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Russian journalist and Putin critic Arkady Babchenko shot dead in Kiev

Russian journalist and Putin critic Arkady Babchenko shot dead in Kiev

Ukrainian officials cast accusations against the Kremlin on Tuesday after prominent Russian journalist Arkady Babchenko was shot and killed in Kiev. Investigators from Australia and the Netherlands last week blamed Russian Federation for the tragedy.

Who was Arkady Babchenko?

Arkady Babchenko, who moved to the city a year ago following threats in his homeland, was sacked on after returning from buying bread and died of his injuries in an ambulance, local police said late Tuesday.

"The first and the most probable version is his professional activity", Kiev police chief Andriy Kryshchenko said at a televised press briefing when asked what police suspected was behind the murder.

Kyiv police spokeswoman Oksana Blyshchyk said police received an emergency call on May 29 from doctors who said a woman called them to say she had "found her husband at home in a pool of blood".

In a post to Facebook just hours after news of Babchenko's death emerged, Prime Minister Volodymyr Hroysman said, "I am convinced that the Russian totalitarian machine could not forgive his honesty and principled position".

Investigators will look at "Russian spy agencies' efforts to get rid of those who are trying to tell the truth about what is going on in Russia and Ukraine", Mr Gerashchenko said. He accused Ukraine and its "Western handlers" of seeking to use it to stir up anti-Russian feeling, saying it followed a familiar pattern of using such assassinations to frame Russia. "This fashion of conducting worldwide affairs is very sad", Lavrov told reporters. "But, as you see, it suits many people, especially those, like our Ukrainian neighbors, who are taking advantage of the complete impunity coming from their Western handlers". In March 2017, Denis Voronenko, a former pro-Kremlin Russian MP who had defected to Ukraine, was gunned down in broad daylight in front of a hotel in central Kiev.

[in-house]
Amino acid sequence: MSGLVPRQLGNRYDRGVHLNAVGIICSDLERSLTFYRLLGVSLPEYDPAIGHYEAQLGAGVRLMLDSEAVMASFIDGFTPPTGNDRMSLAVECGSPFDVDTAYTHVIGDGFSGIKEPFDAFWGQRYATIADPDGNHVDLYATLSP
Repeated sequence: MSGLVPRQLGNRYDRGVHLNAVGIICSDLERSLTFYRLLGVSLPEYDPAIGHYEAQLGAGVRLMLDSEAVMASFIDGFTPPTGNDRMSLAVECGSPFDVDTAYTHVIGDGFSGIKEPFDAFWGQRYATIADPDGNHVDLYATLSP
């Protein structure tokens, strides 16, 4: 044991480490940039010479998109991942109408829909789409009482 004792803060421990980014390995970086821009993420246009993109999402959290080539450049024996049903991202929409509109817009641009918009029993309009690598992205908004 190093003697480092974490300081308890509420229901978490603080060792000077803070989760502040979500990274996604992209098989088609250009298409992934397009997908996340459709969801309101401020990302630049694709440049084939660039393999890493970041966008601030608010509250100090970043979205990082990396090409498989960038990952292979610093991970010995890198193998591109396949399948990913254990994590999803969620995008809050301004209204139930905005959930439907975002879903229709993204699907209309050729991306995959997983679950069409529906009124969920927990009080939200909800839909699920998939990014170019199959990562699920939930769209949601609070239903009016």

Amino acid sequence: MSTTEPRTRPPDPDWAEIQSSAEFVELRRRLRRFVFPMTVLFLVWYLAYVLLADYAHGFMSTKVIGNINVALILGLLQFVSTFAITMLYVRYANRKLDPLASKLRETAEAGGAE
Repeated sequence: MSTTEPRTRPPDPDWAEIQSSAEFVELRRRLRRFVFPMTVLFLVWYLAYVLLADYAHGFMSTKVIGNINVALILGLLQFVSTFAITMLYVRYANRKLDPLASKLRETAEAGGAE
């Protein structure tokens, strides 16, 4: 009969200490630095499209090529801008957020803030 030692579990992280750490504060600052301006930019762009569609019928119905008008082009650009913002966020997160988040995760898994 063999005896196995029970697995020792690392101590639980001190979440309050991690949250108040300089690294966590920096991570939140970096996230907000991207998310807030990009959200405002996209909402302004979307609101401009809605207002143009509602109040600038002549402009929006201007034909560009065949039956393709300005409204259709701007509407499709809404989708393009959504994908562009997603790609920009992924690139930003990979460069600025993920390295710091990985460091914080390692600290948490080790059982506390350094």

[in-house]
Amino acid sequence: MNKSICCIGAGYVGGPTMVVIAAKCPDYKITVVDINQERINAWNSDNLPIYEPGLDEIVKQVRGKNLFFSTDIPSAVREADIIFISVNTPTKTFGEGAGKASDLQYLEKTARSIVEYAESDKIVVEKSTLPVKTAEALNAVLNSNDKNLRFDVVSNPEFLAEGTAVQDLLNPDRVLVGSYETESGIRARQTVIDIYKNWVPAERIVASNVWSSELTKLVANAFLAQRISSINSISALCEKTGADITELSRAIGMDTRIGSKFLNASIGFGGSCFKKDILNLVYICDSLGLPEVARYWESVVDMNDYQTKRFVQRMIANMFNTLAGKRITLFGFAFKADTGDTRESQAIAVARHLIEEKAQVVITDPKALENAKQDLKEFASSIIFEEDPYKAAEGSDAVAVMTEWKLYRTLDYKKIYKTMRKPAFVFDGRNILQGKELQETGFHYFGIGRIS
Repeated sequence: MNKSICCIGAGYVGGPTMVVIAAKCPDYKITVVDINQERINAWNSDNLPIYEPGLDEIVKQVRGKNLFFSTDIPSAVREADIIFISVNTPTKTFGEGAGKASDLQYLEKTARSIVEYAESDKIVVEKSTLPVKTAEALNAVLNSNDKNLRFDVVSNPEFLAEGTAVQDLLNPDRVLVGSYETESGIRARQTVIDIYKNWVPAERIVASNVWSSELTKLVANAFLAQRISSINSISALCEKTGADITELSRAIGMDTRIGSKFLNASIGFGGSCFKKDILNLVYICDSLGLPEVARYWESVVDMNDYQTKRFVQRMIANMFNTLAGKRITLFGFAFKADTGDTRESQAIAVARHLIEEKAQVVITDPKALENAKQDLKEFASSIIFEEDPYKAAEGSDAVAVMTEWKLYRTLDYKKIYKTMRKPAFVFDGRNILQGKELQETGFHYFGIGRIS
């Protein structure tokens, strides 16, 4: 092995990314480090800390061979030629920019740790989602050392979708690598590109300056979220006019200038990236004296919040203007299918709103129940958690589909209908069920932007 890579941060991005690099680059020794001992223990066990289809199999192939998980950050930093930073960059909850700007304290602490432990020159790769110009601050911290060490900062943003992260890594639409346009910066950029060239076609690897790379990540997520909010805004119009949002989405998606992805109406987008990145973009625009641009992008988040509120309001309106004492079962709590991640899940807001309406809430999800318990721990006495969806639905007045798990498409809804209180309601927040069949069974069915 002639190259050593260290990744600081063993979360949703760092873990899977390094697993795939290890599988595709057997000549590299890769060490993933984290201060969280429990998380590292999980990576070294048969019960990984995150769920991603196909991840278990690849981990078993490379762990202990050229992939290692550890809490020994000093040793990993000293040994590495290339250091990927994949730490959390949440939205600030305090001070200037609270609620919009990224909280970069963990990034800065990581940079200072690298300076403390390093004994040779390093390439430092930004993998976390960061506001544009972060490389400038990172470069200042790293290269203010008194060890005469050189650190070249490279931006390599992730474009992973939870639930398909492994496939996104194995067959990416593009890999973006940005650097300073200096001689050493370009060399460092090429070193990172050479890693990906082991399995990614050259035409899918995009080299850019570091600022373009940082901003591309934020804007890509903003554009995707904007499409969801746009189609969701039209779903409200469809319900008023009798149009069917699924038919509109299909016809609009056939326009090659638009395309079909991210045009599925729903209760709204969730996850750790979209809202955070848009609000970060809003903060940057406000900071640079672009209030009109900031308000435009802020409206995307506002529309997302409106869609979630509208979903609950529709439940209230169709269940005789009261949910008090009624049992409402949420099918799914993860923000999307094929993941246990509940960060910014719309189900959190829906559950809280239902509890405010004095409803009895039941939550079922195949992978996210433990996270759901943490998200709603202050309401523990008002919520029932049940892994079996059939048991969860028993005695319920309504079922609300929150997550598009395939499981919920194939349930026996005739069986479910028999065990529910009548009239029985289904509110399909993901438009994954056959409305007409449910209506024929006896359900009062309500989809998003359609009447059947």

Babchenko fought in Russia's two Chechen campaigns in the 1990s and early 2000s before becoming a war correspondent and author.

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He had emerged as a bitter online critic of the Putin government in recent years, posting regular blogs attacking the Kremlin on his Facebook page.

He left Russian Federation in February 2017, saying he was receiving threats and concerned he might be jailed.

He fled Russia in 2017 after provoking a scandal in a Facebook post that expressed indifference over the deaths of a military choir and other passengers aboard a Russian plane that crashed en route to Syria. The Kremlin's response to the post was explosive; soon Russian lawmakers and state media were calling for Babchenko's fining, prosecution, and deportation.

Harlem Désir, the media freedom representative at the Organisation for Security and Cooperation in Europe, said he was horrified by Babchenko's death.

"Arkasha would shoot straight from the hip every day in such a brazen manner that even those close to him felt uneasy sometimes", wrote Pavel Kanygin, a journalist for Novaya Gazeta, referring to Babchenko by his nickname.

He wrote in a piece for The Guardian that this forced him to leave "a country I no longer feel safe in".

He first moved to Prague and later to the Ukrainian capital.

In Ukraine, Babchenko worked for the Crimean Tatar television network, ATR, and reported frequently on Russia's support for separatist militants in eastern Ukraine.